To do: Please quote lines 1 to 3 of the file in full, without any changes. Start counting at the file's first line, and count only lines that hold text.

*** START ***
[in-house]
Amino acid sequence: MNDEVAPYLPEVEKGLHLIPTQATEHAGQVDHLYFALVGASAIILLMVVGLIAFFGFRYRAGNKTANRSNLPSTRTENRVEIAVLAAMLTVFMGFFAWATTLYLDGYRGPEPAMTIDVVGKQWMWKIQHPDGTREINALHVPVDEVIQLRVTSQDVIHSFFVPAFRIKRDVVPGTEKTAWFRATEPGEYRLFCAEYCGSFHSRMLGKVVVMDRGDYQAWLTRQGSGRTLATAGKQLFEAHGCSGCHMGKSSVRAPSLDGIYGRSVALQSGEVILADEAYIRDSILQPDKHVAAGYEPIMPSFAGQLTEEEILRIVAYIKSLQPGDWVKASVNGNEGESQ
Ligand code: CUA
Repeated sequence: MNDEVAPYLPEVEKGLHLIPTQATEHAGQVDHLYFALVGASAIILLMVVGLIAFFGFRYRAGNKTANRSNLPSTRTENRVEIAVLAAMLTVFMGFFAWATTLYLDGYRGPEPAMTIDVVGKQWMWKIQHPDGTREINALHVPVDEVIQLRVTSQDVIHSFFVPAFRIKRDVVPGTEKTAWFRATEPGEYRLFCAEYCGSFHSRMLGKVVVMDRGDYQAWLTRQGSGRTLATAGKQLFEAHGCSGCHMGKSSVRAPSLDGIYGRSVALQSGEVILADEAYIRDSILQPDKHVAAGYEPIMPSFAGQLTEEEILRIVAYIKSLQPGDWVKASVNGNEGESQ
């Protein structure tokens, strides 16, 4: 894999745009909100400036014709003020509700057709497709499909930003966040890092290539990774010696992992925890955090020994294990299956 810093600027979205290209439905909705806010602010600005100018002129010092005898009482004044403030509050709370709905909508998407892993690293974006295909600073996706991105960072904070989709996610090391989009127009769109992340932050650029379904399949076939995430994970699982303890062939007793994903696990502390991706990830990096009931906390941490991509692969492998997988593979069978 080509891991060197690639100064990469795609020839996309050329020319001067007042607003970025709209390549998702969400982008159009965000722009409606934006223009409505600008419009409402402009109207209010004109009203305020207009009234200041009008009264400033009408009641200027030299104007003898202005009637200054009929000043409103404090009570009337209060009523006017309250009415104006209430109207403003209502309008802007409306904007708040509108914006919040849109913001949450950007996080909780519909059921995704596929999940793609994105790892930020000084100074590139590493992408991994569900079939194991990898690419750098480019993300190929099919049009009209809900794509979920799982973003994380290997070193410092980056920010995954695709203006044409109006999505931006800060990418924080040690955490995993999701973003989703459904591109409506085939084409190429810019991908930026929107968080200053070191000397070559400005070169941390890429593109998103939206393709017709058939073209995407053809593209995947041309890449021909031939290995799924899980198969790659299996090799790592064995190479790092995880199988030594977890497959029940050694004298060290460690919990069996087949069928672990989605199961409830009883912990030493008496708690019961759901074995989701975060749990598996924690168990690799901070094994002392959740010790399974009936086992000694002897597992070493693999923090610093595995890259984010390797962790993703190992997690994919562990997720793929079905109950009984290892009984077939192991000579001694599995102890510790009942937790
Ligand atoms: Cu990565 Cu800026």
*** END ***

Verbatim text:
[in-house]
Amino acid sequence: MNDEVAPYLPEVEKGLHLIPTQATEHAGQVDHLYFALVGASAIILLMVVGLIAFFGFRYRAGNKTANRSNLPSTRTENRVEIAVLAAMLTVFMGFFAWATTLYLDGYRGPEPAMTIDVVGKQWMWKIQHPDGTREINALHVPVDEVIQLRVTSQDVIHSFFVPAFRIKRDVVPGTEKTAWFRATEPGEYRLFCAEYCGSFHSRMLGKVVVMDRGDYQAWLTRQGSGRTLATAGKQLFEAHGCSGCHMGKSSVRAPSLDGIYGRSVALQSGEVILADEAYIRDSILQPDKHVAAGYEPIMPSFAGQLTEEEILRIVAYIKSLQPGDWVKASVNGNEGESQ
Ligand code: CUA